Yet another month of record highs in the financial markets. I hope everyone had a great November. 🙂 In terms of changes to my balance sheet I’ve added 100 shares of Enbridge stock to my portfolio, creating more passive income for future months. Part of this purchase was financed from a margin loan at 2.3% with IB. Borrowing money at low interest rates to invest in long term appreciating assets was how many people became millionaires in the past.
Liquid’s Financial Update
- Part-Time = $700
- Freelance = $800
- Dividends = $700
- Interest = $400
- Fun = $400
- Debt Interest = $1300
*Net Worth: (ΔMoM)
- Assets: = $1,150,700 total (+14,300)
- Cash = $8,500 (+700)
- Canadian stocks = $164,200 (+7300)
- U.S. stocks = $105,800 (+4000)
- U.K. stocks = $21,100 (unch)
- RRSP = $91,100 (+1900)
- Mortgage Funds = $32,000 (+100)
- P2P Lending = $22,000 (+300)
- Home = $270,000
- Farms = $436,000
- Debts: = $468,700 total (-2,100)
- Mortgage = $180,900 (-400)
- Farm Loans = $186,300 (-500)
- Margin Loans = $58,900 (+1200)
- TD Line of Credit = $6,700 (-1300)
- CIBC Line of Credit = $21,000 (-1000)
- HELOC = $14,900 (-100)
*Total Net Worth = $682,000 (+$16,400 / +2.2%)
All numbers above are in $CDN.
I’ve been trying to save enough money over the last few months to invest another $8,000 into my Lending Loop account by the end of the year. I’m also currently looking for a new job to increase my cash flow. We’ll see how that goes. 🙂
On the side note, shout out to my pal Jeremy from Modest Money who got featured on an Equities.com article. He’s got some interesting investment ideas and we sometimes talk about stocks. You can also check him on stocktwits.
Random Useless Fact
At any given time, about 174 quadrillion watts of the sun’s energy is hitting the earth.
That’s an awesome gain in a month. Your balance sheet graph looks great as assets continue move higher while debts in downward trends.
Regarding lending loop – it is a new concept after the 2008-2009 financial cries, and nobody knows what will happen during an economic panic moments.
I hope you’ve done enough research already 🙂
I agree. We don’t know yet how Lending Loop will correlate with the financial markets when the next economic panic happens. I like how the company already vets the loans and only a small percent of applications make it through. But investors still have to be cautious.
What a fantastic month!! I’m cautious on jumping on the Enbridge bandwagon myself. Is the interest from your margin account deductible or is that only if you had a HELOC for Smith Maneuvre?
If you get ENB we can become business partners since we’re invested in the same company, lol. The interest from my margin account is tax deductible since I’m using the loan to buy an income generating investment.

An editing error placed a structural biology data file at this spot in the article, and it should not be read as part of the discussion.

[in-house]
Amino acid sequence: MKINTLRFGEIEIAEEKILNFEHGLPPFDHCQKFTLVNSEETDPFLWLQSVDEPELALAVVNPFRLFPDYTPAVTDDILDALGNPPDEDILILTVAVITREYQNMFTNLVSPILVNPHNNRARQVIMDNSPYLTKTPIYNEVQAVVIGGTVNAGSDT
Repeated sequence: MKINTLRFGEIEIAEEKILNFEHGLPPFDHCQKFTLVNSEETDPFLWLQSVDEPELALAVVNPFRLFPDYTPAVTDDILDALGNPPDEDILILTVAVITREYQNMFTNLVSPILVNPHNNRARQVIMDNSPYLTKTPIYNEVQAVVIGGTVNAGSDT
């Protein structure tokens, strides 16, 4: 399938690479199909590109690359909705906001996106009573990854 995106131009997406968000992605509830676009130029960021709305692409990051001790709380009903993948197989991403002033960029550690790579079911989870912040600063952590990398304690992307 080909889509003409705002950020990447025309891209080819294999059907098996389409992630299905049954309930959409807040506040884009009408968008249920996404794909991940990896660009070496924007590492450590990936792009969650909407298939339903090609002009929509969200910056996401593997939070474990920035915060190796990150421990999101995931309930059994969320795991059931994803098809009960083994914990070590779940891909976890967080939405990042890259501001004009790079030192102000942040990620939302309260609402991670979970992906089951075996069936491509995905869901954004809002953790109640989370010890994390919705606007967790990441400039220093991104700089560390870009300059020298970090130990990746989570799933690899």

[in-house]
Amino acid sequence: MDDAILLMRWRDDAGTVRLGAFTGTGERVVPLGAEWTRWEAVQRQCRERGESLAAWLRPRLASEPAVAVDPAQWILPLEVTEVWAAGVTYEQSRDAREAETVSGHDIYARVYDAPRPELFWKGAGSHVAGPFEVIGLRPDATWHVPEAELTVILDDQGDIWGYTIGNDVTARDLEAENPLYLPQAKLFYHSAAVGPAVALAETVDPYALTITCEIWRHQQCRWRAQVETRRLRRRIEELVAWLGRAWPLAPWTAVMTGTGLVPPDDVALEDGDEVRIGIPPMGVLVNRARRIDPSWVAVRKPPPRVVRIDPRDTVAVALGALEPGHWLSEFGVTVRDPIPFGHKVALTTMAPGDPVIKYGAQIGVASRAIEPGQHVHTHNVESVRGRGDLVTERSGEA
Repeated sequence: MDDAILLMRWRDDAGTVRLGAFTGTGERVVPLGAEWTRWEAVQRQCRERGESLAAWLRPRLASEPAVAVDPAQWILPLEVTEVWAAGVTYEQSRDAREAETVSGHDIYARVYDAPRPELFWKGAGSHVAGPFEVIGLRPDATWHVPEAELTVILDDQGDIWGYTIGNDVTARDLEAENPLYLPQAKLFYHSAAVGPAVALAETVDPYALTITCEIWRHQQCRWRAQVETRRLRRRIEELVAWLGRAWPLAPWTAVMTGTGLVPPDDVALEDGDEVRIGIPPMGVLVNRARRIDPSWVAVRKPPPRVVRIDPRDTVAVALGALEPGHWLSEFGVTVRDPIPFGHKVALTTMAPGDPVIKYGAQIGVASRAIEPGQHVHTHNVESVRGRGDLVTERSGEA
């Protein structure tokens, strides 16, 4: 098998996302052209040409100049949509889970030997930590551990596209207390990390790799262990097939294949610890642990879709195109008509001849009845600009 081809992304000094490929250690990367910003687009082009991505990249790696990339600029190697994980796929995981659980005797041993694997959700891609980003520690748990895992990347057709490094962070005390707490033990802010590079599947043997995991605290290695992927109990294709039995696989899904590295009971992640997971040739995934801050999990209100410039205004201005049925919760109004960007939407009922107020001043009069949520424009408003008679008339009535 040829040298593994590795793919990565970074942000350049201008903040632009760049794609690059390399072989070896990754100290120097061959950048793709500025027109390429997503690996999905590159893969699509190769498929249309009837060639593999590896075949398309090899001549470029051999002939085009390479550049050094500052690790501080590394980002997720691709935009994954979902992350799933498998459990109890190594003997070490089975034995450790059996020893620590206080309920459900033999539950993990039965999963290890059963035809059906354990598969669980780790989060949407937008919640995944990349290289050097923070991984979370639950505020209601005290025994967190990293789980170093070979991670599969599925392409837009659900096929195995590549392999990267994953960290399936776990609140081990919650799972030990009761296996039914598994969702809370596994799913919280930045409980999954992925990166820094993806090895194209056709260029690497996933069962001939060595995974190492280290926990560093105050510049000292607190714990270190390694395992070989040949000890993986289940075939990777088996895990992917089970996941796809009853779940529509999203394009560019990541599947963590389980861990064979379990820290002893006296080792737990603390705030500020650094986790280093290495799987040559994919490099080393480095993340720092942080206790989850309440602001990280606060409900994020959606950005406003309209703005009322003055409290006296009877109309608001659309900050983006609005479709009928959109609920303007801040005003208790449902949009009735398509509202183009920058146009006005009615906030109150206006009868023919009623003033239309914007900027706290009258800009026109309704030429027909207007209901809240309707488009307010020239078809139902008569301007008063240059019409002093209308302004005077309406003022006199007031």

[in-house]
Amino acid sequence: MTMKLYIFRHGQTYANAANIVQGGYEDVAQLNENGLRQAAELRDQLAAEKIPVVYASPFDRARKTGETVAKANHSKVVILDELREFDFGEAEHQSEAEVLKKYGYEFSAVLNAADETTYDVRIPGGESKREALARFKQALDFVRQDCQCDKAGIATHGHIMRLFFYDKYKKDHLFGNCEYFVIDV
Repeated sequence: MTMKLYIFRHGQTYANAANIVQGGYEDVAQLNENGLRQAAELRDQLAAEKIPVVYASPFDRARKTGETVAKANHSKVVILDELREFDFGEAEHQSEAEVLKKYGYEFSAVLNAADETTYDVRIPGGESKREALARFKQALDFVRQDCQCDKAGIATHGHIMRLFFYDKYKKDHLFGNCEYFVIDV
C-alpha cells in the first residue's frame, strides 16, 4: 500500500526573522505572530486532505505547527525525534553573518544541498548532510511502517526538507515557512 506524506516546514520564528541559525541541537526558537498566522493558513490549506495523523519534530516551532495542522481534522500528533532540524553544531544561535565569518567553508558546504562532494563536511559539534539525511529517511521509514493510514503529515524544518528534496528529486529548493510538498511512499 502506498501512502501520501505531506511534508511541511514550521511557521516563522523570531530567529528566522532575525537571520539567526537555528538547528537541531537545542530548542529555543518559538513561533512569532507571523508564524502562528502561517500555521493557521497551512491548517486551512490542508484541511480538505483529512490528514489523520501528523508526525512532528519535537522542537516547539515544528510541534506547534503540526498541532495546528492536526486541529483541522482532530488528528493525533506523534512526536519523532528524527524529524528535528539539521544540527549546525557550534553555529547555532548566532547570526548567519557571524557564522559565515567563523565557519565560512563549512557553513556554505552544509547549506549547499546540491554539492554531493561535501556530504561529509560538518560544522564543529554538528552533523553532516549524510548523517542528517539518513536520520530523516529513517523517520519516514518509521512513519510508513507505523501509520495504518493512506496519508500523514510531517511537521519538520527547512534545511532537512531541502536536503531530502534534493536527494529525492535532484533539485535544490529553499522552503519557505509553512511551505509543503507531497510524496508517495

Adding $16.4K in one month is no joke, plus – your income seems steady & sound. How has your rate been moving from your margin account? Congrats on crushing net worth targets.
Thanks Lanny. Rate has been moving higher about 50 bp this year. It’s still a lot lower than what I was paying at my old bank last year. :0)
Liquid, Looking very good. Another fine month. Let’s hope our mutual holdings in ENB continue to perform well. Tom
It looks like ENB is about to climb over $50/share soon. Glad I bought in the mid 40s.
I have been enjoying your blog. I also bought SK farmland in 2011 and it has been a stellar investment for me.
There was a good article in the Globe & Mail the other day called “The Cracks in the Enbridge Dividend Story” that’s worth seeking out. Essentially the growth in Enbridge’s debt is equal to the amount they’ve paid out in dividends over the last 10 years. Author of the article is very critical of Enbridge’s management.
Also piled into ENB this month and got a nice little gain from the one day +6% pop after they confirmed dividend growth.
I’m very skeptical of their debt levels though. Does it make sense that they would keep adding debt and then paying out dividends? It’s crazy to keep borrowing and then paying out dividends at 5% annually.
Hi jambr403. Thanks for the tip. I found the article but can’t read it because of TGAM’s paywall, lol. I’ll have to find some way to unlock the content.
Beautiful curve my friend… Awesome when all that you’ve learned culminates into a clear visual of your performance. – Cheers!
Thanks Phil. 🙂 At this pace I may get to retire earlier than I initially planned.
I remember reading a post from you some time last year announcing you’ve left your full time job. Are you seeking full time employment again?
I currently have a full time job. But I’m currently on a 3 week break so I want to pick up some side hustle to fill the gap. 🙂
Congrats on your progress! Are you tracking your CAGR out of curiosity? I am curious to see how you do annually.
I don’t keep track of my CAGR across all my accounts. But my brokerage firm, TD, gives me a time-weighted rate of return. Over the last 12 months it says I’m up 16.07%. I will probably talk about it in a new post soon.